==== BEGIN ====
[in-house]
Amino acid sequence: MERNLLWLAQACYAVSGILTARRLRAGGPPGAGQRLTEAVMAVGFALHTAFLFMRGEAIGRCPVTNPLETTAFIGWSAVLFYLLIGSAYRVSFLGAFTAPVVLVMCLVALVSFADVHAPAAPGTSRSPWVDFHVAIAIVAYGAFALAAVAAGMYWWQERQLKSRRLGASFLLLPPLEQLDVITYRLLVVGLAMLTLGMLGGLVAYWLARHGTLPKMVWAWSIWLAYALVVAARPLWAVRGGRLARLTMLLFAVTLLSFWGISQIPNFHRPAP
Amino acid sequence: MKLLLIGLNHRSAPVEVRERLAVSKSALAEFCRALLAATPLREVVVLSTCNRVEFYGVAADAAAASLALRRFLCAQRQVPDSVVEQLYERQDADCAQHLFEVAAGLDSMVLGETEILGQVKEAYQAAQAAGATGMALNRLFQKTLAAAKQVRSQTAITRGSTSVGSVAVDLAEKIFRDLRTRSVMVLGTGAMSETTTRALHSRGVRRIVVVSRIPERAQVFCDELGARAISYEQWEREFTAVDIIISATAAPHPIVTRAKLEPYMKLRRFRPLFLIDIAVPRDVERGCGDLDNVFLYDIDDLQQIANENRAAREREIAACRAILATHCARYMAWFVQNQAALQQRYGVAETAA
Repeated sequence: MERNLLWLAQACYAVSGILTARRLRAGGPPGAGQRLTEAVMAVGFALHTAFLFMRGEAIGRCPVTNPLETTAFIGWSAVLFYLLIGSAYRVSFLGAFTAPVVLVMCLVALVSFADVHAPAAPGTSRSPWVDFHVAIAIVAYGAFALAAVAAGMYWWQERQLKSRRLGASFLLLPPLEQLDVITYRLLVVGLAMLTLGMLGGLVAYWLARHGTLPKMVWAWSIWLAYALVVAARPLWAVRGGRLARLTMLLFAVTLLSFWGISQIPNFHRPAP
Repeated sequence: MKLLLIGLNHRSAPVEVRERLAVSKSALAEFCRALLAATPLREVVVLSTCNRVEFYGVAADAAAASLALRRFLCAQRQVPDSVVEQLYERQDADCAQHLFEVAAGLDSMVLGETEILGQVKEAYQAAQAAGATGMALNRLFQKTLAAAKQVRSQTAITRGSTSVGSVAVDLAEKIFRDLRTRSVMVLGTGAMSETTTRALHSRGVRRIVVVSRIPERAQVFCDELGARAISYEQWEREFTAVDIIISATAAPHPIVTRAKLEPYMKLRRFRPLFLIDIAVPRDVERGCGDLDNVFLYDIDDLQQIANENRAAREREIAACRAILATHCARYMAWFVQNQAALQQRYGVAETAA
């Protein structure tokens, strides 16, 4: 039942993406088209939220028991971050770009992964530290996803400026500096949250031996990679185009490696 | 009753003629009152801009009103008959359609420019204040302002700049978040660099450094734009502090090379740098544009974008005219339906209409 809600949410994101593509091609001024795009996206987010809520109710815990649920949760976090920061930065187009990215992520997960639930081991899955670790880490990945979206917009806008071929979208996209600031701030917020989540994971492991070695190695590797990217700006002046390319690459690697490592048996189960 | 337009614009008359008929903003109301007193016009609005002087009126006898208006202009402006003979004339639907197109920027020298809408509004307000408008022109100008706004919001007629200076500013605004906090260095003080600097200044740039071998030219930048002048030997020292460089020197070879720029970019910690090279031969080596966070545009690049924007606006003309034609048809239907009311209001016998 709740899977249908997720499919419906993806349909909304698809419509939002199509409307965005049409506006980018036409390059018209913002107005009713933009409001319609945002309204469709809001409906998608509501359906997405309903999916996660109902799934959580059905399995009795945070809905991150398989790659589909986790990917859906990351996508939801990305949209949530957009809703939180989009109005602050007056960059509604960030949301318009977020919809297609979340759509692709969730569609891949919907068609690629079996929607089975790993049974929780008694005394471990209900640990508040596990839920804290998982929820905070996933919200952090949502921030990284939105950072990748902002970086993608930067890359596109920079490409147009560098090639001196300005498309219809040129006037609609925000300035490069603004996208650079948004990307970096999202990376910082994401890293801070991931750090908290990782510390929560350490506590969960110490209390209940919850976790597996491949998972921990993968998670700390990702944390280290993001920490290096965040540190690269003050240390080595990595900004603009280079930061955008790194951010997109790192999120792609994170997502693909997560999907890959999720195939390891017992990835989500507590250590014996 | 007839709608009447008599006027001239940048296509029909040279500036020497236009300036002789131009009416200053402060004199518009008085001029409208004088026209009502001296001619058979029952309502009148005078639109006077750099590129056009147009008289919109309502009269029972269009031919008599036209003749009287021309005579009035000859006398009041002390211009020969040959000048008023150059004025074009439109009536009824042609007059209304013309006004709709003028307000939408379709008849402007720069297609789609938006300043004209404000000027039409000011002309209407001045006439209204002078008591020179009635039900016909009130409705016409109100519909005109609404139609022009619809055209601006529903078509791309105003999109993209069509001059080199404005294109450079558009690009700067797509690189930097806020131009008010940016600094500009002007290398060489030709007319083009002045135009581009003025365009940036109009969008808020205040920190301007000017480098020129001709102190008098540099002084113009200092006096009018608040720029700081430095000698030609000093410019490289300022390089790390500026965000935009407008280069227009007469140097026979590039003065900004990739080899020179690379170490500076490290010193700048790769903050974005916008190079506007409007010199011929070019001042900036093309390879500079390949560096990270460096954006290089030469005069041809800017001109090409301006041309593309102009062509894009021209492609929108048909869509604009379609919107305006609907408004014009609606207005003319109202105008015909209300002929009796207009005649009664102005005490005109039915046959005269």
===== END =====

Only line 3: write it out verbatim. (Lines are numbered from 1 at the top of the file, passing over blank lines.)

Amino acid sequence: MKLLLIGLNHRSAPVEVRERLAVSKSALAEFCRALLAATPLREVVVLSTCNRVEFYGVAADAAAASLALRRFLCAQRQVPDSVVEQLYERQDADCAQHLFEVAAGLDSMVLGETEILGQVKEAYQAAQAAGATGMALNRLFQKTLAAAKQVRSQTAITRGSTSVGSVAVDLAEKIFRDLRTRSVMVLGTGAMSETTTRALHSRGVRRIVVVSRIPERAQVFCDELGARAISYEQWEREFTAVDIIISATAAPHPIVTRAKLEPYMKLRRFRPLFLIDIAVPRDVERGCGDLDNVFLYDIDDLQQIANENRAAREREIAACRAILATHCARYMAWFVQNQAALQQRYGVAETAA